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  • Q&A with Australian Health Practitioners

    What is the treatment for cholecystitis?

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  • 2

    Agrees

    Dr Salena Ward

    Bariatric (Obesity) Surgeon, General Surgeon, Upper GI Surgeon (Abdominal)

    I am a specialist Upper Gastrointestinal (gut) Surgeon, who performs surgery for weight loss, tumours of stomach and oesophagus, reflux, hiatus hernia and gallstones. I … View Profile

    The basis of treating cholecystitis (infection of the gallbladder) is to remove the infection and if possible remove the gallbladder which can cause ongoing or recurrent infection.

    The treatment choices are:
    - removal of the infected gallbladder with an operation soon
    - treatment with antibiotics, then later removal of the gallbladder after at least 6 weeks when the infection and resultant stickiness of gallbladder has settled down
    - treatment with antibiotics and with a drainage tube through the sin into the gallbladder (either avoiding or delaying an operation).

    The important factors in helping to decide which is the correct treatment in a particular situation are:
    - fitness of the patient for anaesthetic and surgery (i.e. what other medical conditions does the patient have that might make anaesthetic dangerous)
    - time the infection has been present / how long the symptoms have been going for (if the infection has been present for a while the gallbladder becomes very difficult to remove in an early operation)
    - if there is an abscess into the liver associated with the infection (difficult for operation, drainage is better first)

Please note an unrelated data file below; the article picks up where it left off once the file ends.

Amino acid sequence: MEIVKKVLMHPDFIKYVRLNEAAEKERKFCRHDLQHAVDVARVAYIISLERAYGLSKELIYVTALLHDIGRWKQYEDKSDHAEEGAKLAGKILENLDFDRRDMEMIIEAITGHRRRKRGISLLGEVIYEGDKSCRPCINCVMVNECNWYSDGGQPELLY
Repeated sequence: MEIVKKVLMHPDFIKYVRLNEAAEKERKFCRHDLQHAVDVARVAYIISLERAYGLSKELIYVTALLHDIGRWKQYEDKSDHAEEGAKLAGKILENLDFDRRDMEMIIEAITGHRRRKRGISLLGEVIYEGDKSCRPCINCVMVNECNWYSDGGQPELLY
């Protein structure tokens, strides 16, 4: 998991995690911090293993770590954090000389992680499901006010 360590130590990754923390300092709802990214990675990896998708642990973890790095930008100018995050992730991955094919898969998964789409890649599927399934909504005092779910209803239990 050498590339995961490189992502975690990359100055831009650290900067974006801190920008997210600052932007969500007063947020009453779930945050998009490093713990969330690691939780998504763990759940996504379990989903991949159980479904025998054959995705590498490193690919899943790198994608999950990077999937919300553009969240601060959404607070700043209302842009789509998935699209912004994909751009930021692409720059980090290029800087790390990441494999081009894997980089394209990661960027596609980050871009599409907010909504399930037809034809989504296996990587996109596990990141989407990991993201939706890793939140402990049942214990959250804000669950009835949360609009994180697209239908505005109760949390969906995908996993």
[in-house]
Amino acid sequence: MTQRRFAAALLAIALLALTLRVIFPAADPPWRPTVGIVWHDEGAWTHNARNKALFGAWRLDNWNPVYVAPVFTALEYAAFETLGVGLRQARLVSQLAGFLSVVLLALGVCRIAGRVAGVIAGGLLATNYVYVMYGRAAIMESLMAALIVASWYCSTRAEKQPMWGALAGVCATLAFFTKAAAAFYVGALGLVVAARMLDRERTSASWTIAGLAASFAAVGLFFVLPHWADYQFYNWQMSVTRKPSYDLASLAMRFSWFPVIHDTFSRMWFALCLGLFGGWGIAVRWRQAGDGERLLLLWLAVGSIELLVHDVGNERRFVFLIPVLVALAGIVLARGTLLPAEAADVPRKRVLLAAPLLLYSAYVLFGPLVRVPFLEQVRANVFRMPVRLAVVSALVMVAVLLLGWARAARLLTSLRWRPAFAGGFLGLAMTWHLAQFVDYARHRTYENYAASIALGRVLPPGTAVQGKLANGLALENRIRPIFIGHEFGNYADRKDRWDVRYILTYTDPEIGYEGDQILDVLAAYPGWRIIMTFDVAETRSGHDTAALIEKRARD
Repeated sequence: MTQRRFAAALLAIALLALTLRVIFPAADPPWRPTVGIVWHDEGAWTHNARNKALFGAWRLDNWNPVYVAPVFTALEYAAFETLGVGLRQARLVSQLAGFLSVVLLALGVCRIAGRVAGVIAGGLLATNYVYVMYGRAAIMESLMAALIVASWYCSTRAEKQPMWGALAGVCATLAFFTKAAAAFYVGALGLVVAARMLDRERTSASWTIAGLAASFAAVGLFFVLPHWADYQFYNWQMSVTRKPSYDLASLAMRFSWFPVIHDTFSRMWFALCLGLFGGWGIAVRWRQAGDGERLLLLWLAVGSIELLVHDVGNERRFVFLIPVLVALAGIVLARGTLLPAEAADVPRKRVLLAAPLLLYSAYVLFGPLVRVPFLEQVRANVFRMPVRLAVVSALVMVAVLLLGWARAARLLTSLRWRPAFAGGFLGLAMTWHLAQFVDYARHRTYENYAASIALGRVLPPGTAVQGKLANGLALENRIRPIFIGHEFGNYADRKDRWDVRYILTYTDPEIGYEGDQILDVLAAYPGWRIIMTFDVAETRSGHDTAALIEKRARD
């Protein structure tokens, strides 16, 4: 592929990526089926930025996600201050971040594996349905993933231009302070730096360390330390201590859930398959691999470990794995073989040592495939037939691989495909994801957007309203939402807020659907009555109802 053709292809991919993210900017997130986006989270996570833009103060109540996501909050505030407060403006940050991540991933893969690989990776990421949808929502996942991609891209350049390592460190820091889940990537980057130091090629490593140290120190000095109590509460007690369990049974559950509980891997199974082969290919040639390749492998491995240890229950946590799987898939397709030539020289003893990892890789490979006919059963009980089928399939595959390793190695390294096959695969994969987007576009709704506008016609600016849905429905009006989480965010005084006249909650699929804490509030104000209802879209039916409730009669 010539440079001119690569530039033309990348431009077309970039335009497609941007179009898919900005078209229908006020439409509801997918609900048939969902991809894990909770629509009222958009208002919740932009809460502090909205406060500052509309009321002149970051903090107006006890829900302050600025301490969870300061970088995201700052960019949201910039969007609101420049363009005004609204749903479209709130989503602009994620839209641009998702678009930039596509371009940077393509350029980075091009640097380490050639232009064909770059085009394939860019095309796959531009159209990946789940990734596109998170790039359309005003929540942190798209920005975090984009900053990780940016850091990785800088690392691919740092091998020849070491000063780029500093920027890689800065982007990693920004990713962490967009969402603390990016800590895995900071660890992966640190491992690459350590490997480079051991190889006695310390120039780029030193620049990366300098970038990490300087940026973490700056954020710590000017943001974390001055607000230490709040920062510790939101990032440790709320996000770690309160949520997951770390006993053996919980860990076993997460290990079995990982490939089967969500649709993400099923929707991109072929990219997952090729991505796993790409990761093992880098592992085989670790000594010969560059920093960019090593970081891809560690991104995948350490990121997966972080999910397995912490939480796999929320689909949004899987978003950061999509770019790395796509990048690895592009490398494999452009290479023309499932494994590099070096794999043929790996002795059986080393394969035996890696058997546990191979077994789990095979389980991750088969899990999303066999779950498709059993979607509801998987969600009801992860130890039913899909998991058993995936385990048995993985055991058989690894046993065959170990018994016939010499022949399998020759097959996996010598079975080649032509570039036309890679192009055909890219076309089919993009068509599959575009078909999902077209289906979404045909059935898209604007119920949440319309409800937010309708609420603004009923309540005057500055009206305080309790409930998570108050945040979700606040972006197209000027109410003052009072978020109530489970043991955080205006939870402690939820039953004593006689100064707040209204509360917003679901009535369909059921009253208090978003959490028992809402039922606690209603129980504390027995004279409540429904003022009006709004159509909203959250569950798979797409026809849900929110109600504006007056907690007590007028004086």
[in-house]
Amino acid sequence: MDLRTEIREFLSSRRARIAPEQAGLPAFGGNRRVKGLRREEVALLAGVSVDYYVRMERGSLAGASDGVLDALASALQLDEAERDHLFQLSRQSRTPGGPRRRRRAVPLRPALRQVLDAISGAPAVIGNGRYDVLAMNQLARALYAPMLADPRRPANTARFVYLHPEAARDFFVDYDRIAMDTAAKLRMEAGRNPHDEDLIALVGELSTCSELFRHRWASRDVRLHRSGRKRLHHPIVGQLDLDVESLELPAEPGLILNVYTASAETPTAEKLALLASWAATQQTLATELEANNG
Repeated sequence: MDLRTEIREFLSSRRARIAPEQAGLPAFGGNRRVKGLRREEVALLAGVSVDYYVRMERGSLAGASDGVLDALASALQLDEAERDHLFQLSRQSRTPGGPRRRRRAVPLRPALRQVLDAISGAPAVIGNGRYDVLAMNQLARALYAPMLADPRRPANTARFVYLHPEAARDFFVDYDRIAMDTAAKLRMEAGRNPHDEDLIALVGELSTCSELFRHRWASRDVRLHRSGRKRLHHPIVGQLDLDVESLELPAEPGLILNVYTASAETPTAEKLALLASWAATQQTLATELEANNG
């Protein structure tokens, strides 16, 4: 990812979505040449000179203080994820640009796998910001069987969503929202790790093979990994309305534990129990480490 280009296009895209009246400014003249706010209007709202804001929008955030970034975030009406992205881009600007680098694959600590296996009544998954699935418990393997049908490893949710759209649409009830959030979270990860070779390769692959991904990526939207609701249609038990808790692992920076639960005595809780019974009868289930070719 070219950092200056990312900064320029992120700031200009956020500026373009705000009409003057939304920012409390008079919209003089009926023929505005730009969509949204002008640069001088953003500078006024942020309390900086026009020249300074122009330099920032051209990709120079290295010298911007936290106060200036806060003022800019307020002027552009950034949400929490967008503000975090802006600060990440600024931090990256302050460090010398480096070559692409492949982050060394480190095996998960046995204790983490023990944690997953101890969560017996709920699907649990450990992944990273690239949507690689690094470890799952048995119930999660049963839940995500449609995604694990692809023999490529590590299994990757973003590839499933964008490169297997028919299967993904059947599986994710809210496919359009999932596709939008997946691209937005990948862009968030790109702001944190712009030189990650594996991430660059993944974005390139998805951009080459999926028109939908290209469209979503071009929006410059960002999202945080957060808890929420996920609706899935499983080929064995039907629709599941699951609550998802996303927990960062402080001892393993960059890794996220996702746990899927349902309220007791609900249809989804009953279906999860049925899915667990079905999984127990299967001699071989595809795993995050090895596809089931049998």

- if not for early surgery, depends whether antibiotics adequately treat the initial infection on their own
    - availability of surgical expertise and hospital staff and infrastructure to perform an emergency operation
    - patient and surgeon preference (noting that an earlier operation during the time of the initial infection has a little higher risk that the operation can't be done laparoscopically (by keyhole) and may need a laparotomy (bigger cut))

    GENERALLY, the preference is to try and remove the infected gallbladder early on (i.e. during the initial admission to hospital), to treat the infection and remove the source of infection so it can't occur again.  If there are reasons against doing the operation early, the second choice would be to give antibiotics, then remove the gallbladder after 6 weeks.  If it is too dangerous for the patient to undergo surgery and/or the infection is not resolving or related to abscess, then a drain into the gallbladder may be required.

    Each patient's situation and condition is different so needs an individualised assessment by a qualified surgeon.

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